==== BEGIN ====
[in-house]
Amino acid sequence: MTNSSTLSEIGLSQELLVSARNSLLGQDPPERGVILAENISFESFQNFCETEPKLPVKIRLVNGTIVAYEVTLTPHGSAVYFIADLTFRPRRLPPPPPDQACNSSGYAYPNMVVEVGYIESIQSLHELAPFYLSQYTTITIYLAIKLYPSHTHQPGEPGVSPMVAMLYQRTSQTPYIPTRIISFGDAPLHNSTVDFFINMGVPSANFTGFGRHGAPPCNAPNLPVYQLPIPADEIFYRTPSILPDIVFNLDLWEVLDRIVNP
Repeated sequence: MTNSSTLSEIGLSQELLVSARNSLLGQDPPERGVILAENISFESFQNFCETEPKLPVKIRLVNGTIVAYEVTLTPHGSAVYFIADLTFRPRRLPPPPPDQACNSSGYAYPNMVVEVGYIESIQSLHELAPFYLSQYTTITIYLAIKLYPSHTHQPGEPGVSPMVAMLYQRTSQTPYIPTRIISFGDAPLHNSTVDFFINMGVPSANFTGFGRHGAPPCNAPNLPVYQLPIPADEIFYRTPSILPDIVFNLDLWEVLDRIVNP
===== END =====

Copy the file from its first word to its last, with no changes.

[in-house]
Amino acid sequence: MTNSSTLSEIGLSQELLVSARNSLLGQDPPERGVILAENISFESFQNFCETEPKLPVKIRLVNGTIVAYEVTLTPHGSAVYFIADLTFRPRRLPPPPPDQACNSSGYAYPNMVVEVGYIESIQSLHELAPFYLSQYTTITIYLAIKLYPSHTHQPGEPGVSPMVAMLYQRTSQTPYIPTRIISFGDAPLHNSTVDFFINMGVPSANFTGFGRHGAPPCNAPNLPVYQLPIPADEIFYRTPSILPDIVFNLDLWEVLDRIVNP
Repeated sequence: MTNSSTLSEIGLSQELLVSARNSLLGQDPPERGVILAENISFESFQNFCETEPKLPVKIRLVNGTIVAYEVTLTPHGSAVYFIADLTFRPRRLPPPPPDQACNSSGYAYPNMVVEVGYIESIQSLHELAPFYLSQYTTITIYLAIKLYPSHTHQPGEPGVSPMVAMLYQRTSQTPYIPTRIISFGDAPLHNSTVDFFINMGVPSANFTGFGRHGAPPCNAPNLPVYQLPIPADEIFYRTPSILPDIVFNLDLWEVLDRIVNP